Changes in Cerebral Blood Flow After Endotoxin in Humans and Sheep

  • V. Pollard
  • B. Conroy
  • D. S. Prough
  • D. J. Deyo
  • L. Traber
  • D. Traber
Conference paper


Neurologic dysfunction is common in early sepsis. To better understand cerebral autoregulatory responses during sepsis, we studied cerebral hemodynamics, cerebral oxygen delivery (CDO2), and the cerebral metabolic rate for oxygen (CMRO2) in volunteers and in unanesthetized sheep during experimental endotoxemia. In ten healthy volunteers, we used a Kety-Schmidt technique to measure cerebral blood flow (CBF) at baseline and at hourly intervals for 5 h after a bolus of Escherichia coli endotoxin (4ng/kg). We also measured CMRO2, CDO2, and cerebral vascular resistance (CVR) at these time points. Volunteers developed marked systemic and hemodynamic responses after endotoxin, including an elevated body temperature, cardiac index (CI), and heart rate (HR), and a decreased mean arterial pressure (MAP) and systemic vascular resistance index (SVRI). CBF, CDO2, CMRO2, and CVR were un-changed throughout the 5-h study period. In a separate study, we measured CBF (using radiolabeled or colored microspheres), and CMRO2, CDO2, CVR, and cerebral perfusion pressure (CPP) at baseline and at 1.5, 4, and 24 h in 18 sheep during continuous E. coli endotoxin infusion (10ng/kg per hour). Eight sheep became hyperdynamic with an increased body temperature, CI, and HR, and a decreased SVRI. In the hyperdynamic sheep, CBF, CDO2, CMRO2, and CPP were elevated and CVR was decreased after 4 h of continuous endotoxin. Ten sheep did not become hyperdynamic although body temperature, white cell count, and pulmonary artery pressure had significantly increased. CBF, CDO2, CMRO2, CPP, and CVR were un-changed in these sheep.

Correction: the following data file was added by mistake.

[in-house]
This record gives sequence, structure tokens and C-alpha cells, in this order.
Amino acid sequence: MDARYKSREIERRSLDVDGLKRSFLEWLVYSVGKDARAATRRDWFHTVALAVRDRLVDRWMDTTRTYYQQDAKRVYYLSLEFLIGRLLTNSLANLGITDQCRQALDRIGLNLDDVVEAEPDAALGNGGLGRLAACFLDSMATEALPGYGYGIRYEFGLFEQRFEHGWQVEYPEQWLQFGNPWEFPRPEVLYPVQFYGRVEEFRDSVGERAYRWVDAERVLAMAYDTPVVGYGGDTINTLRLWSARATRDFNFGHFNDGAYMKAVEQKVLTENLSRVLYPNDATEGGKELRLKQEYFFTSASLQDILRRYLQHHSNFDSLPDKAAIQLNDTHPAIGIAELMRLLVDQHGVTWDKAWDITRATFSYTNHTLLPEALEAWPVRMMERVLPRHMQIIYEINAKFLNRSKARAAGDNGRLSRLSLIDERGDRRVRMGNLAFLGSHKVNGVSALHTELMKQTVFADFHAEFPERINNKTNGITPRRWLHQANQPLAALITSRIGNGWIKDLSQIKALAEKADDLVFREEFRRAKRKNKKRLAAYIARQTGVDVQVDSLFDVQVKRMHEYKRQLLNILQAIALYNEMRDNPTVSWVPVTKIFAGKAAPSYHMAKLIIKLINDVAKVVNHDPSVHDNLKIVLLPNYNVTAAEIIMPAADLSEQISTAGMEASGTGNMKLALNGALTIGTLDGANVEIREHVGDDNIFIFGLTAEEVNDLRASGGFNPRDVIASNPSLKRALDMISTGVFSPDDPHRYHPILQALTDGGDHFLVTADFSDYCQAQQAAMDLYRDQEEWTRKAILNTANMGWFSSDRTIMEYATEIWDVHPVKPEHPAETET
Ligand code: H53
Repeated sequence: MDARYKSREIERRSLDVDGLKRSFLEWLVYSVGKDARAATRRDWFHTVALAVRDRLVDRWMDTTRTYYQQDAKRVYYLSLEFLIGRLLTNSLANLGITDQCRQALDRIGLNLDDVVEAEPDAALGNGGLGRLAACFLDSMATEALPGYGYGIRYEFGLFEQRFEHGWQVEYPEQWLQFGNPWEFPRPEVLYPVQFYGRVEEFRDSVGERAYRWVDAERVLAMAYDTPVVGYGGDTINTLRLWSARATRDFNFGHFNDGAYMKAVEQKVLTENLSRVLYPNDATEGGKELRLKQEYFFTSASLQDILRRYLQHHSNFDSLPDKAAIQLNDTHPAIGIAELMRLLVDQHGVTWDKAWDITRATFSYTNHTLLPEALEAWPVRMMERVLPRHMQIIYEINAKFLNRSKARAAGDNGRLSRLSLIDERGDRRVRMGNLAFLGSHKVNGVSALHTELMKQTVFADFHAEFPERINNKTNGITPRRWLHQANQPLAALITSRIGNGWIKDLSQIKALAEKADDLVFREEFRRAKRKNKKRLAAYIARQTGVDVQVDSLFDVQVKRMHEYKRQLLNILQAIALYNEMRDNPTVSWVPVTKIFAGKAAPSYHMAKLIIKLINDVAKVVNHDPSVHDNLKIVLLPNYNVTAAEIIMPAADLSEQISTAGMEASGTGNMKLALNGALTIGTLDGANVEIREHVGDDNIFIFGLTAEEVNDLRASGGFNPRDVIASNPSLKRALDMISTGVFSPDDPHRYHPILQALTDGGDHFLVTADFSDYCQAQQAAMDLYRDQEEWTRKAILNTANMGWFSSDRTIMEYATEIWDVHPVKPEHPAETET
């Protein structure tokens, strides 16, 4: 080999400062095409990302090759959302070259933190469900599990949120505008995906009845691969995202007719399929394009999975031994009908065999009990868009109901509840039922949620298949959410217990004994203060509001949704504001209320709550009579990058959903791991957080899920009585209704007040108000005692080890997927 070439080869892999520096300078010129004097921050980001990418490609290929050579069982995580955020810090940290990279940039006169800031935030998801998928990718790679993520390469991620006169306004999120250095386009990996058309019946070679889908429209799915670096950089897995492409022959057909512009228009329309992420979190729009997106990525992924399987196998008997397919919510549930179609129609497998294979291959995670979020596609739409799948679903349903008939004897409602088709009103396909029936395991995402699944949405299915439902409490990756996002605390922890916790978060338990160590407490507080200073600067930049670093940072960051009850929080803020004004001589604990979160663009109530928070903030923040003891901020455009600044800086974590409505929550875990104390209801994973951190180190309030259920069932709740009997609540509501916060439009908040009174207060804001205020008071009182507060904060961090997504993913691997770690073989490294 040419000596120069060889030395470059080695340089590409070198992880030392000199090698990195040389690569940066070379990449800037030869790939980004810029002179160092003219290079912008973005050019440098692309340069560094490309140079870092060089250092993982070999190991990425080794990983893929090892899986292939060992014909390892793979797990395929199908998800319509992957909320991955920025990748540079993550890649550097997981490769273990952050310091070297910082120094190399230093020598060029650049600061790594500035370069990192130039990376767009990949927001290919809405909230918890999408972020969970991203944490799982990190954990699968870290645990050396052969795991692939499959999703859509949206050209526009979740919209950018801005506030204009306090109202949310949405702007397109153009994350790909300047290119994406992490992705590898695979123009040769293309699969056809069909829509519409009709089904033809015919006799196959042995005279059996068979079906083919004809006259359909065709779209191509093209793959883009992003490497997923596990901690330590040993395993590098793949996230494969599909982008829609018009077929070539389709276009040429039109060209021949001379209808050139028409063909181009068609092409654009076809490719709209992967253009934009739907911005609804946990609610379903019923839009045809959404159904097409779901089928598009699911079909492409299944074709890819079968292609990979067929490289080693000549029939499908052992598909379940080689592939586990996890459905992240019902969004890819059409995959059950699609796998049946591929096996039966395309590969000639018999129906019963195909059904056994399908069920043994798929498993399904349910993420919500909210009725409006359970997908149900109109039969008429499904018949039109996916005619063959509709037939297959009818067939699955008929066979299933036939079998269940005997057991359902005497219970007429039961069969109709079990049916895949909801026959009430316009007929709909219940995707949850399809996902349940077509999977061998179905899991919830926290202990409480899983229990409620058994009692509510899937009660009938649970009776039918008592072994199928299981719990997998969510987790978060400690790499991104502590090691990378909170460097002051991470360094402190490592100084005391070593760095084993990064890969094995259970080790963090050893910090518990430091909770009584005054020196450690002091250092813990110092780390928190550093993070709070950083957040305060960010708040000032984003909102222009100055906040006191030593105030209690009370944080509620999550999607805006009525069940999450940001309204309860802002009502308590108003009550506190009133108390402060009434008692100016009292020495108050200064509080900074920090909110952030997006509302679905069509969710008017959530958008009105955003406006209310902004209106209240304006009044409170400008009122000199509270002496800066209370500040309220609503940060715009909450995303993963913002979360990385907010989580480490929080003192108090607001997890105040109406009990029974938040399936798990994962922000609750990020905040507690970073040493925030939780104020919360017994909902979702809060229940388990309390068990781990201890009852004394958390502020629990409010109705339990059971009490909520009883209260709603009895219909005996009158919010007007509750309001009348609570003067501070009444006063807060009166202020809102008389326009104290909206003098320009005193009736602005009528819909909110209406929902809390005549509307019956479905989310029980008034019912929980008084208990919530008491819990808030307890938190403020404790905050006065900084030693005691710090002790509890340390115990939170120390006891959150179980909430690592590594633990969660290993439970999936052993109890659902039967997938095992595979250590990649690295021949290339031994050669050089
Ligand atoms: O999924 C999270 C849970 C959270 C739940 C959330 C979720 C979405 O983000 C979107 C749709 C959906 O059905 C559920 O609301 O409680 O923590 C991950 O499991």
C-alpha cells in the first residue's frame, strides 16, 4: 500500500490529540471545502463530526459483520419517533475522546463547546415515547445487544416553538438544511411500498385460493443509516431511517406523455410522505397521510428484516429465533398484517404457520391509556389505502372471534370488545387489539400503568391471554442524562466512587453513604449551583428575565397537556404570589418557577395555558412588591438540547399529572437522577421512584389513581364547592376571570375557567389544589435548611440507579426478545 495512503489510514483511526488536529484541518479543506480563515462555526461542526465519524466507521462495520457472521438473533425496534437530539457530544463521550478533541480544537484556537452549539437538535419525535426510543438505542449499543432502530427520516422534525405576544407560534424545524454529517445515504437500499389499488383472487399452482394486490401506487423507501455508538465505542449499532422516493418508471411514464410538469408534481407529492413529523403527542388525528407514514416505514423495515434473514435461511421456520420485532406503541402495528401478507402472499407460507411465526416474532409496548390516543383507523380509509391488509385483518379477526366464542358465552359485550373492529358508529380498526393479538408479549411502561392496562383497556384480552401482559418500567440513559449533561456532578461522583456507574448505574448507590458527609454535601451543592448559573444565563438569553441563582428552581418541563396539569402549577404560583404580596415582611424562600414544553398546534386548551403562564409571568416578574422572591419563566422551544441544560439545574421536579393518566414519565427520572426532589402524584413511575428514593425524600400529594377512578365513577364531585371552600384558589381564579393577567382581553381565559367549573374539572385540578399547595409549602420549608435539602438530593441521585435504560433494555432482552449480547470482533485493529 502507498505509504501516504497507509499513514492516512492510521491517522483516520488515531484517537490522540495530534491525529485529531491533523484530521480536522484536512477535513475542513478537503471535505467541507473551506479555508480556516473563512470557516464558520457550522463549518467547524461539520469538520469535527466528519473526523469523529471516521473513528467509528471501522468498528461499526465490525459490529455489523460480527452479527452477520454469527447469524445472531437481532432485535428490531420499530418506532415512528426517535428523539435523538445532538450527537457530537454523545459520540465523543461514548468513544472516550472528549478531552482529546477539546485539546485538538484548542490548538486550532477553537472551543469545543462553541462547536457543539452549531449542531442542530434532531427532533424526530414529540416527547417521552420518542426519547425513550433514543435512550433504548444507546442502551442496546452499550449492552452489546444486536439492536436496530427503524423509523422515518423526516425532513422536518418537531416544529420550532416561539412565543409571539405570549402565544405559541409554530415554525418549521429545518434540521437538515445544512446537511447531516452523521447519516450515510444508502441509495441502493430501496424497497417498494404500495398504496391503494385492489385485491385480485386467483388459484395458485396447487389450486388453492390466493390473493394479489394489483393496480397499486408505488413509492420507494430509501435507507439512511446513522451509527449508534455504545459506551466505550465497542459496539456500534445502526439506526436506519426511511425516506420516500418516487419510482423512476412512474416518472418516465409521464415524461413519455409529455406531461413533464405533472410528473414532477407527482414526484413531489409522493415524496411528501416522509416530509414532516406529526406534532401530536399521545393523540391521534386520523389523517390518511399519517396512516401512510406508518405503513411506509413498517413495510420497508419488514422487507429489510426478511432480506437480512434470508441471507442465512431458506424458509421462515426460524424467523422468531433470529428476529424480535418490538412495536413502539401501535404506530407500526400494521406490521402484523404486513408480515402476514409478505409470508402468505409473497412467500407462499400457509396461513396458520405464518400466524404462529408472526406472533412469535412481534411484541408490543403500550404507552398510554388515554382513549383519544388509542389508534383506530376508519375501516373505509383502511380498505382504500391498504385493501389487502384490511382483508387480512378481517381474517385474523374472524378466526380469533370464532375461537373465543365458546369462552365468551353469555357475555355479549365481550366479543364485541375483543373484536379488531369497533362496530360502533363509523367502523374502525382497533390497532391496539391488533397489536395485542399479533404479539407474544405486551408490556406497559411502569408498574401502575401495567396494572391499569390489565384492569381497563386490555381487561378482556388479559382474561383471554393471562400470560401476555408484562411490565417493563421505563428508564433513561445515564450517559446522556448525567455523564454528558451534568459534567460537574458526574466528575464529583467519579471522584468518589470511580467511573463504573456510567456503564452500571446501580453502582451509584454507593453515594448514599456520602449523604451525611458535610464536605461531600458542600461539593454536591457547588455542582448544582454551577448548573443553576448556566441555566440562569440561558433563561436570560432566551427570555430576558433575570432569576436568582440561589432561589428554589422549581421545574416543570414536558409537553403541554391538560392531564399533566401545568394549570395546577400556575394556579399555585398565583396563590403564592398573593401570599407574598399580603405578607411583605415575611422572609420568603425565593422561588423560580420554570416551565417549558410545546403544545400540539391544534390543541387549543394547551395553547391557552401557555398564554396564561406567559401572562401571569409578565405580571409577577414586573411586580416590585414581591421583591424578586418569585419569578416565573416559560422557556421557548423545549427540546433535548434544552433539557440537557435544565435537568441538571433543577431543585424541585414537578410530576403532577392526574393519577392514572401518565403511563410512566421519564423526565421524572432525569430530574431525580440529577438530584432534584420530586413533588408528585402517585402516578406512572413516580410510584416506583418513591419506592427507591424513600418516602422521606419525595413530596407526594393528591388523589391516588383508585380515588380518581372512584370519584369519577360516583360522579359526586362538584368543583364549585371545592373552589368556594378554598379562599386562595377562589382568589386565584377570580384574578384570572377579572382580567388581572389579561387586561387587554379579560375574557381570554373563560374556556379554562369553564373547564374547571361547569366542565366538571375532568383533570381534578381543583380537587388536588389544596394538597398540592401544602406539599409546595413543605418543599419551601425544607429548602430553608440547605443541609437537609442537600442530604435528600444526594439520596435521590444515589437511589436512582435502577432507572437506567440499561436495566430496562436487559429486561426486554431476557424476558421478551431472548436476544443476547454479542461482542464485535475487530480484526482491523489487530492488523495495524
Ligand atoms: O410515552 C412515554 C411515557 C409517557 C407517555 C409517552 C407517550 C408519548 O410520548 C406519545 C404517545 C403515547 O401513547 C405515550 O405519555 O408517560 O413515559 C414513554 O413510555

We conclude that cerebral hemodynamics and oxygenation variables are un-changed after a bolus of endotoxin in volunteers although marked systemic responses are apparent. However, CBF, CMRO2, CDO2, and CPP are elevated and CVR is reduced in hyperdynamic sheep but unchanged in nonhyperdynamic sheep after 4 h of continuous endotoxin infusion. The responses to endotoxin may be species- or dose-dependent.


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Copyright information

© Springer-Verlag Berlin Heidelberg 1997

Authors and Affiliations

  • V. Pollard
  • B. Conroy
  • D. S. Prough
  • D. J. Deyo
  • L. Traber
  • D. Traber

There are no affiliations available

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